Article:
What exactly are oligosaccharides?
Oligosaccharides are the ‘O’ in FODMAP.
And April is IBS Awareness Month. Although most of us right now are probably thinking this April will go down as Coronovirus Quarantine Month. But what better time to learn right?
So I thought I’d dig deep into each FODMAP.
We already know FODMAP stands for:
Fermentable Oligiosaccharides Disaccharides Monsaccharides And Polyols
If you missed my post on FODMAPs, you can check it out here.
The ‘F’ in FODMAP is for fermentable. A ferment is defined as a group of living organisms that cause fermentation. These organisms can be certain bacteria, yeasts and mold. In this case, the fermentable carbohydrates are the sugars that are easily fermented in your gut. Those sugars would the “O”, the “D”, the “M’, and the “P”.
So let’s tackle the “O”. Oligosaccharides, often referred to as oligos, are made up of 3-10 monosaccharides or simple sugars. Oligos are unable to be absorbed by anyone because we all lack the enzyme to break them down. So they travel right through the small intestine on to the large instestine where they’re fermented by bacteria.
This process causes gas as a by-product for everyone but for someone who has IBS, this fermentation can cause pain, bloating, diarrhea and/or constipation. This is because people with IBS have highly senstive guts.
There are two types of oligos, fructans and galacto-oligosaccharides (GOS).
What are fructans?
Fructans are large fructose molecules and a type of dietary fiber. But even though they’re made up of fructose molecules, they are structurally different than fructose. Are you with me?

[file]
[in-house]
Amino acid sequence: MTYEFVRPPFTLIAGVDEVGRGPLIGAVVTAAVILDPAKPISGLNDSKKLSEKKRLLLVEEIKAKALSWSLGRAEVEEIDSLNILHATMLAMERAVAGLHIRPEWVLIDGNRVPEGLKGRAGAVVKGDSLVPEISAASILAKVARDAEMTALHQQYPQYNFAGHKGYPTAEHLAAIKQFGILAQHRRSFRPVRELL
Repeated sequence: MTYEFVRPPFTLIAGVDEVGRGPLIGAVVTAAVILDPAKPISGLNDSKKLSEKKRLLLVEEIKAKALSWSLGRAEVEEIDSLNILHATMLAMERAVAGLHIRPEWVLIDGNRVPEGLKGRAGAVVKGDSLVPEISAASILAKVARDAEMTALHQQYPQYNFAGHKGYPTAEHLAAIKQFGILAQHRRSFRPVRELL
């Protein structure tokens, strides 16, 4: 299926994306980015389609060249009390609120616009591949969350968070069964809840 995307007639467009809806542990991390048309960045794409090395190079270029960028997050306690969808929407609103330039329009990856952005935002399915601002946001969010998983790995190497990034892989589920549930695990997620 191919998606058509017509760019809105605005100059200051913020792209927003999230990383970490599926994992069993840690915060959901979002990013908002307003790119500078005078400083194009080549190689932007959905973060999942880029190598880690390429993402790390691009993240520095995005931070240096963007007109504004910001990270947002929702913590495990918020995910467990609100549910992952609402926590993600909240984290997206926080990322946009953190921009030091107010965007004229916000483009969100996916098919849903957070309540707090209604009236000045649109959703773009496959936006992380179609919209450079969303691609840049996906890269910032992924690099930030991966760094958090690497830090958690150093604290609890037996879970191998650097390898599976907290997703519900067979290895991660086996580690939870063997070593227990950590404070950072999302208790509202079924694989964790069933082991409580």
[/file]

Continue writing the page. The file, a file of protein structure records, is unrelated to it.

Fructans are found in a wide variety foods including food commonly consumed such as wheat, onion, garlic and ripe bananas.
What are galacto-oligosacchardies (GOS)?
GOS, also refered to as galactans, are a type of carbohydrate made up of galactose and glucose. Galactans are naturally found in legumes, dairy products and some root vegetables.
Oligos have postive effects on gut bacteria and are considered prebitocs. If you remember my post on prebiotics and probiotics, prebiotics are the “food” for probitocs.
It’s importanct to remember, oligos are healthy for you. But because we all lack the enzyme to break these carbs down and if you have a sensitive gut you may want to limit the amount your are consuming.
This is where a low FODMAP diet may be right for you. This diet can help determine your sensitivity to fructans and oligos. Once you’ve figured out what you can tolerate, you’ll be able to add small servings of these foods back into your diet.
Contact me to learn if a low FODMAP right is right for you.
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